Joan…*sigh*

Greta….*sigh*

and John…*swoons*

Basically this movie is about  a group of very different individuals staying at a luxurious hotel in Berlin deal with each of their respective dramas. John, who is the resident hotel thief and gambler, has a brief flirtation with Joan who is at the hotel on business as a stenographer, only to quickly fall head over heals in love with Greta, a world famous ballerina.  Joan gives a great performance, her eyes and smile dazzle you, Greta, with her silent film background, is very passionate and communicates so much about her character just in facial expressions and body language.  You really get a feel her anguish.  I loved Johns character because he was devilishly handsome and flirtatious.  He was also a gentleman and played this diverse part well.

This is a great look into luxury travel in the past, and the different characters you would come in contact with during your travel adventures.  As I like to say, a must see!!

 

http://www.imdb.com/title/tt0022958/

I hope you take my word for it and give it a try!!


Heritage Square presents: Silent and Classic Movie Nights series

Sponsored by Vidéothèque, admission to the Silent and Classic Movie Nights is free for Museum Members and a $10 donation for the General Public. Gates open at 7:30 p.m. for picnics with the show starting each Saturday after 8:00 p.m. These special screenings will take place on the lawn near the Palms Depot. Guests are encouraged to bring chairs or blankets to sit on, a small picnic to eat before the movies begin, and warm clothing. Beverages and snacks will be available with suggested donation. For more information about the program and featured movies, call the museum offices from 9:00 a.m. to 5:00 p.m. at (323) 225-2700.


Hollywood Vamps & Vixens in the 1930’s – Pomona, CA

This looks really interesting! Check it out!!

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What a gem I’ve found Vintage Movie Lovers!!!

I am always on the hunt for locations that play classic films like the Egyptian Theater and the Silent Film Cinema on Fairfax, but this was unknown to be until about five minutes ago. I give you….. Old Town Music Hall.  Located at  140 Richmond Street, El Segundo, CA 90245  (310) 322-2592.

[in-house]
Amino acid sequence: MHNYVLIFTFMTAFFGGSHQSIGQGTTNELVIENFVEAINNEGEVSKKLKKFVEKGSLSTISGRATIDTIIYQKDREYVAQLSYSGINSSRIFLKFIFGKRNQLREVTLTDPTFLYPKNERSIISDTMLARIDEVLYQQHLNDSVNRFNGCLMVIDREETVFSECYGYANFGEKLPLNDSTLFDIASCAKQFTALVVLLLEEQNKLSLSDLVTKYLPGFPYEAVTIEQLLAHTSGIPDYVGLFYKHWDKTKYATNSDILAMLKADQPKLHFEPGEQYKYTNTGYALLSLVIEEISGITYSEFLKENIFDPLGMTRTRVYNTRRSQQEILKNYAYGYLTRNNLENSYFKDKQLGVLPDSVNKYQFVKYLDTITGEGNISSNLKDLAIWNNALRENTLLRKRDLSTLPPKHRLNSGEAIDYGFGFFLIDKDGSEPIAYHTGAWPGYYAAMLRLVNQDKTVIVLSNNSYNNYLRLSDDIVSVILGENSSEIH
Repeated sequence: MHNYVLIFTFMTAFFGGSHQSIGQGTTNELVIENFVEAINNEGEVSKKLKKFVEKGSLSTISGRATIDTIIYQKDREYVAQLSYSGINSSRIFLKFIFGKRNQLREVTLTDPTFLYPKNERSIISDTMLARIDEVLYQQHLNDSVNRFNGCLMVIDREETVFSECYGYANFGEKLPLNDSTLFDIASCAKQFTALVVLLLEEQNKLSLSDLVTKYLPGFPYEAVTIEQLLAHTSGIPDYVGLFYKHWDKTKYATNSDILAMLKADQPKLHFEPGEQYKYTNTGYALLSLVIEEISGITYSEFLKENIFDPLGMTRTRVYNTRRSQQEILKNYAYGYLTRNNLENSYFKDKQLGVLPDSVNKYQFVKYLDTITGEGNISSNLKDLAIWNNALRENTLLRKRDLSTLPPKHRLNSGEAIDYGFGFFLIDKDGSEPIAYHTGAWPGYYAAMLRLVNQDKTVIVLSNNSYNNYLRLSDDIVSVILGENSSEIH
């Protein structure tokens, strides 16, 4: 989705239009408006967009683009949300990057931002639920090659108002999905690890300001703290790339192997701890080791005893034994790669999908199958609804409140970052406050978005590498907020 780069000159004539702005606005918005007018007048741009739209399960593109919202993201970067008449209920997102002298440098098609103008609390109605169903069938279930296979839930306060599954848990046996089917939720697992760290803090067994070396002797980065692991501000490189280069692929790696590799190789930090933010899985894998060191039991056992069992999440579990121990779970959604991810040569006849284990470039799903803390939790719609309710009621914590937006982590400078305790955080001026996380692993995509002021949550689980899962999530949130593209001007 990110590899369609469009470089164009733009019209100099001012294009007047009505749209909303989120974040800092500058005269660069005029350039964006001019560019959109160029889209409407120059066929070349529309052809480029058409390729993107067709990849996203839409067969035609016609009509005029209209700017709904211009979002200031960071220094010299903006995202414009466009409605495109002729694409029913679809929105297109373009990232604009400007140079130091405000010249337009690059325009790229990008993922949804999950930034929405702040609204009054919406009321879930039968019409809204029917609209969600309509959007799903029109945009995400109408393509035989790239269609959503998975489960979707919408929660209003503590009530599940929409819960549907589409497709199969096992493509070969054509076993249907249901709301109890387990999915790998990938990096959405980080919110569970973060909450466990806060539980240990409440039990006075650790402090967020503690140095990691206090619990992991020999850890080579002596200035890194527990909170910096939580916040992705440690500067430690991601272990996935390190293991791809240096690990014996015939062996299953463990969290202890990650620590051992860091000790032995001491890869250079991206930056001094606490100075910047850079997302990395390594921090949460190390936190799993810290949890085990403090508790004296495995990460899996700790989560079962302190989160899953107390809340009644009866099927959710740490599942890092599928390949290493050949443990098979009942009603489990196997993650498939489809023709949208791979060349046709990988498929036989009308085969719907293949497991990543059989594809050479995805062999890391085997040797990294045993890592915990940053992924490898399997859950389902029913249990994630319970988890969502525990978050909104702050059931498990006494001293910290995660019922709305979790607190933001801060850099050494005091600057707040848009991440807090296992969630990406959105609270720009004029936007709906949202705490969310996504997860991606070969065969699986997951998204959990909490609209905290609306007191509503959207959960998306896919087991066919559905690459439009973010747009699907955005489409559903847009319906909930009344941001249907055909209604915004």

Since 1968, Old Town Music Hall has been showing vintage silent and sound films, and presenting live concerts by some of the world’s finest performers of jazz, ragtime, and popular music from the past.

Silent films are accompanied by the Mighty Wurlitzer, a massive 1925 wind-powered pipe organ that has been meticulously preserved so that silent classics can be experienced with live musical accompaniment, just as they did when they were first shown.  It’s something you really have to see and hear to believe.

Old Town Music Hall is a 501(c)(3) non-profit organization.  Your generous support enables us to preserve the golden era of feature film and music.

This weekend is Dinner and a Movie Night.  They are showing Wings, with Clara Bow.

Please visit the site to see details.http://www.oldtownmusichall.org/index.html

I can’t wait to check this place out and have already told my husband to add this on our list of “must do’s”.

If you go, please let me know here how it went!  Have fun!!


Happy Birthday Charles Chaplin

Happy Birthday Charles Chaplin

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Where does one begin when trying to sum up Charlie Chaplin’s career?

Sir Charles Spencer “Charlie” Chaplin was born on this day, April 16, 1889 in London, England.

Charlie Chaplin, considered (and for good reason) to be one of the most pivotal stars of the early days of Hollywood and film.  Charlie Chaplin was an actor, comedian, director, producer, writer, musician and music composer whose work in motion pictures spanned from 1914 until 1967.

He is most recognized as an icon of the silent film era, often associated with his popular “Little Tramp” character; the man with the toothbrush mustache, bowler hat, bamboo cane, and a funny walk.

Here is an interesting trivia fact that I had no clue about: “On March 3, 1978, his dead body was stolen from the Corsier-Sur-Vevey cemetery. It took until 18 May when the police found it.” – OH MY  I know silent films aren’t for everyone but if you ever want to give it a shot, you will not be let down with Mr. Chaplin.  He is a great comedian who can make you laugh without saying a word, and that’s saying something.

Top 5 Charlie Chaplin movies I suggest:

1: The Great Dictator (1940)

2: The Gold Rush (1925)

3: The Circus (1928)

4: The Kid (1921)

5: Modern Times (1936)

If you are in the Los Angeles area, I would suggest looking up the Egyptian Theatre for silent film screenings as I have seen first hand Chaplin films on original 8mm along with commentary.  It was a fabulous experience and definitely a great way to view the classics!